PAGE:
In reviewing this book, I'm breaking my own rule to not recommend something before I've finished reading it completely; but I love it so much that I can't help it. I adore stories, true or fictional, about women pushing the boundaries of society, and Romantic Outlaws is just that. It is a dual biography that, in alternating chapters, tells the story of Mary Shelley, who would grow up to author Frankenstein, and Mary Wollstonecraft, author of A Vindication of the Rights of Women and the mother Shelley would never know. Wollstonecraft died only weeks after giving birth to Shelley, who was her second child. It's fascinating how similar the lives of these women turned out to be, though they barely intertwined. Both were avid advocates for women, and passionately dedicated themselves to the betterment of their lot in Victorian society; both became writers of work that has stood the test of time. So far, I have been enthralled by the lives of these two remarkable women, and impressed with Gordon's skillful writing. From the opening page, where we discover that Shelly learned to read on her mother's tombstone (perhaps a fitting start for the girl who would become a founding mother of horror literature) the book reads like a historical novel.This is a must read for fans of history, classic literature or those with an interest in the history of women's rights.
I've always enjoyed Joan of Arc as an historical figure for two reasons. One is that she is one of the first female warriors in recorded history, which is particularly impressive when you take into account that she was born in Medieval France, where women were expected to be wives, mothers and nothing more. The second reason is that so much about Joan's life is up to speculation. Some still regard her as a Saint and truly believe that she was anointed by god, while others think she slyly fabricated a religious calling to escape her lot in life. It's also possible that the "voices" Joan claimed to hear were a symptom of an undiagnosed mental illness. We may never know the truth, but it is sure interesting to speculate.That being said, this is the first book I've read about Joan of Arc in which the author was not putting forth her own theory. Joan of Arc: A life Transfigured is a straight timeline of Joan's life and everything we know about her. I was surprised to learn how little I actually knew about this fascinating woman! Harrison was the perfect person to write this book. She was dealing with many different sources and muddled records, but she pieced everything together in a way that was simple and enthralling to read. Somehow she managed to weave in an element of suspense that made me want to keep reading, even though--of course-- we know how this story ends. All throughout the book are excerpts from Joan's final interrogations before she was executed. Her story is undoubtedly a tragic one, but also one of the most incredible that history has to offer.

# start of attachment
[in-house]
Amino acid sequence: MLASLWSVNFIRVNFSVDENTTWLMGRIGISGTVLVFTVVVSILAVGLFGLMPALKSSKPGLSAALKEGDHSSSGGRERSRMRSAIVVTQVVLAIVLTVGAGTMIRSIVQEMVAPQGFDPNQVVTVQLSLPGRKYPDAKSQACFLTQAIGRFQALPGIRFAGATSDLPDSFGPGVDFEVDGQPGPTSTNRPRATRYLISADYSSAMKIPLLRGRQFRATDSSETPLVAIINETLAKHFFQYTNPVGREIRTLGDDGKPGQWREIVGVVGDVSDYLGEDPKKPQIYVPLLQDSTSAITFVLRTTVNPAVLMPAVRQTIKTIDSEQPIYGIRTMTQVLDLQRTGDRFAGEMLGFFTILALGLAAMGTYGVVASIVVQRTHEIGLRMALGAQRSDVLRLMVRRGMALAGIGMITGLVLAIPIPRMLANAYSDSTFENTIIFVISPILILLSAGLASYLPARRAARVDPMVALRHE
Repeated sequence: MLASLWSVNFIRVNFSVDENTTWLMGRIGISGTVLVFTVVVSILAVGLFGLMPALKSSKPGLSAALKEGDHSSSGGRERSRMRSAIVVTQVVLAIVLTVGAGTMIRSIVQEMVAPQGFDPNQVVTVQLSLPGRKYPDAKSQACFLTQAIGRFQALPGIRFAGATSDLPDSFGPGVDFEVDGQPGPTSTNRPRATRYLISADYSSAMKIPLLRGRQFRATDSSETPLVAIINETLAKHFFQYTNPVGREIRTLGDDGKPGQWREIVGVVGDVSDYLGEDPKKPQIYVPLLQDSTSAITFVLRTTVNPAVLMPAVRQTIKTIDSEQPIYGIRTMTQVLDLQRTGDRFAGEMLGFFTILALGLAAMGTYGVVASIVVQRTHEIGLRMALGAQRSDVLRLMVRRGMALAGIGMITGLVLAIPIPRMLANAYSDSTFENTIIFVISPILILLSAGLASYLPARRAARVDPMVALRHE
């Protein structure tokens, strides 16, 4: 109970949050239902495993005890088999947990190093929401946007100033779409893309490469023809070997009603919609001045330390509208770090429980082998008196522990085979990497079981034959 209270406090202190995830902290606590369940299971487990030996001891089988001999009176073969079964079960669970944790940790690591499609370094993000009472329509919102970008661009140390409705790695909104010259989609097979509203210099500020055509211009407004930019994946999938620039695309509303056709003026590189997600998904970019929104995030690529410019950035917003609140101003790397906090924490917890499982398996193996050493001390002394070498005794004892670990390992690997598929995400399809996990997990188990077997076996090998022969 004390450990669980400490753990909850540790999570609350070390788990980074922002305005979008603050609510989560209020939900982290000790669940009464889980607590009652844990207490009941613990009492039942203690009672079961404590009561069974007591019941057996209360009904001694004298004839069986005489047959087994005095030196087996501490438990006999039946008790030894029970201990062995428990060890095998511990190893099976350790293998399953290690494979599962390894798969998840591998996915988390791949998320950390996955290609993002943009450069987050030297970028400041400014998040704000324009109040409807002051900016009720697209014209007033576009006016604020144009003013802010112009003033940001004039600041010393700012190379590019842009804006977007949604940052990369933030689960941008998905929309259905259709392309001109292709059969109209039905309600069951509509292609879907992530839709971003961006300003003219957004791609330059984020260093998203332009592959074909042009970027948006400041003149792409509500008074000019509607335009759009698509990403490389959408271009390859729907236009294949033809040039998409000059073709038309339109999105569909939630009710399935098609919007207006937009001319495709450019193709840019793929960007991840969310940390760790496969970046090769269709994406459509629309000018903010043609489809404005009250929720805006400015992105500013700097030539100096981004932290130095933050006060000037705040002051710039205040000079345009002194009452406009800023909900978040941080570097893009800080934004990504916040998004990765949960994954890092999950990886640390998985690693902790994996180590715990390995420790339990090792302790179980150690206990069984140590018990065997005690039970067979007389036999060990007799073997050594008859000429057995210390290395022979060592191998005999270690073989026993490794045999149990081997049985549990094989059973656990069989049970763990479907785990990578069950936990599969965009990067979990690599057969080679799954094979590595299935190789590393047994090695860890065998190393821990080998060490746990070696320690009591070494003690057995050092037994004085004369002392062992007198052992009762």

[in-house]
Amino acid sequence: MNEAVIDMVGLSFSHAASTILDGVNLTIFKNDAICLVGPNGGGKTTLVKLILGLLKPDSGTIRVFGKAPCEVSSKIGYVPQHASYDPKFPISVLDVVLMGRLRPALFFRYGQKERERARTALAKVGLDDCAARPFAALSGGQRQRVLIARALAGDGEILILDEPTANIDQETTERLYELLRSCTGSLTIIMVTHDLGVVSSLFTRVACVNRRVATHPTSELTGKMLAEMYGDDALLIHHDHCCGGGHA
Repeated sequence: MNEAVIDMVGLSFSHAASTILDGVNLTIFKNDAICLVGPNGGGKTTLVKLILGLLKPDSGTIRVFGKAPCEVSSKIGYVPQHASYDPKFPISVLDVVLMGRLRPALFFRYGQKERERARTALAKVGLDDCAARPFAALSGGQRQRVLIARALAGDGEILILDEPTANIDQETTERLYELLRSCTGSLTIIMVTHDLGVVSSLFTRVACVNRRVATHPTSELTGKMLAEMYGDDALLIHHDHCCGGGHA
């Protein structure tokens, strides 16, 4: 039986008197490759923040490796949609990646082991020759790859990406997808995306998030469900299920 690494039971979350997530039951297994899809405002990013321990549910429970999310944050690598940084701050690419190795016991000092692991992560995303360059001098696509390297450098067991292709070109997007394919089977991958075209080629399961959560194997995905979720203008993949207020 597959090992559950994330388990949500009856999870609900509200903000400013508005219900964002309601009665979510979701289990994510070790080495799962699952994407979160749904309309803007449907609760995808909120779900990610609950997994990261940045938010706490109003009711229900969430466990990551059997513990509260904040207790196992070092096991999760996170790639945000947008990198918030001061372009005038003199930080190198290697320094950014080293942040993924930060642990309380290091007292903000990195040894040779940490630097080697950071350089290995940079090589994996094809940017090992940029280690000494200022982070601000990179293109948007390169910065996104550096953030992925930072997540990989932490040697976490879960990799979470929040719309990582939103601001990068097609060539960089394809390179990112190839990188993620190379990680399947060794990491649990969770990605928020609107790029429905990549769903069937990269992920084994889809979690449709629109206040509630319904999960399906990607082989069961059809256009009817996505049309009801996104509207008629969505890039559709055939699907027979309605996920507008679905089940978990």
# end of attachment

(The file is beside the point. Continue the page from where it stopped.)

Corrupt kingdoms, disgraced princes, mystical beasts and a heroine who is more than she appears to be--what more could you ask for in a story? Alwyn Hamilton's debut novel is a little bit western and a little bit middle eastern fantasy-- a delightfully satisfying combination. Amani is a teenage girl as tough and gritty as the desert she calls home, who is desperate to escape her aunt and uncle before she is married off. A skilled sharpshooter, she sees her chance at a new life in the form of the prize money from a saloon shooting competition--but in order to compete, she'll have to disguise herself as a boy. Predictably, all does not go according to plan. Instead of slipping into the night with a tidy sum of gold, Amani finds herself fleeing for her life on the back of a mythical sand horse with a fugitive whom she's not sure she can trust. Rebel of the Sands, is the perfect book for when you want to be enveloped in fantasy. Hamilton is a skilled storyteller, and you'll find yourself lost in the vivid desert world she creates, and falling in love with the believable and beautifully flawed characters.